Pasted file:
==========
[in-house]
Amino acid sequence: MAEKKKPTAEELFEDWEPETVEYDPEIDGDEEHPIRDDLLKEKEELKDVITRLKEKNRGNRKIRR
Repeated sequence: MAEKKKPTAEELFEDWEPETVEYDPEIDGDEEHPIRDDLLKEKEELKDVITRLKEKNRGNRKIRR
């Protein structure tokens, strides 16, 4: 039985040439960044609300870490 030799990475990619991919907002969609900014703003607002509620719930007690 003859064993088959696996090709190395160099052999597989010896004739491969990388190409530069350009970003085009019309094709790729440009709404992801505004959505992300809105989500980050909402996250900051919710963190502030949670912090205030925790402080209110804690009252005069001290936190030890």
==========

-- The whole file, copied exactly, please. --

[in-house]
Amino acid sequence: MAEKKKPTAEELFEDWEPETVEYDPEIDGDEEHPIRDDLLKEKEELKDVITRLKEKNRGNRKIRR
Repeated sequence: MAEKKKPTAEELFEDWEPETVEYDPEIDGDEEHPIRDDLLKEKEELKDVITRLKEKNRGNRKIRR
């Protein structure tokens, strides 16, 4: 039985040439960044609300870490 030799990475990619991919907002969609900014703003607002509620719930007690 003859064993088959696996090709190395160099052999597989010896004739491969990388190409530069350009970003085009019309094709790729440009709404992801505004959505992300809105989500980050909402996250900051919710963190502030949670912090205030925790402080209110804690009252005069001290936190030890």